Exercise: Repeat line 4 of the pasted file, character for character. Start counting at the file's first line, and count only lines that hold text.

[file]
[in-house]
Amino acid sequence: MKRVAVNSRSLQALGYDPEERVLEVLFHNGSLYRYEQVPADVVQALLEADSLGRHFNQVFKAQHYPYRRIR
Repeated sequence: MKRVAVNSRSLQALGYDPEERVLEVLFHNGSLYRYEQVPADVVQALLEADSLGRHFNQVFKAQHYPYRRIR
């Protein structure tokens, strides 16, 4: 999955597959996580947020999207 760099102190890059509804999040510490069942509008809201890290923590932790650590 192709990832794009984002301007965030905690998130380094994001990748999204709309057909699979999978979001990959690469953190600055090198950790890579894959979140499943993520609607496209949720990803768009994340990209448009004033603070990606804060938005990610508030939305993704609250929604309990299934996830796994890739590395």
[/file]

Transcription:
């Protein structure tokens, strides 16, 4: 999955597959996580947020999207 760099102190890059509804999040510490069942509008809201890290923590932790650590 192709990832794009984002301007965030905690998130380094994001990748999204709309057909699979999978979001990959690469953190600055090198950790890579894959979140499943993520609607496209949720990803768009994340990209448009004033603070990606804060938005990610508030939305993704609250929604309990299934996830796994890739590395």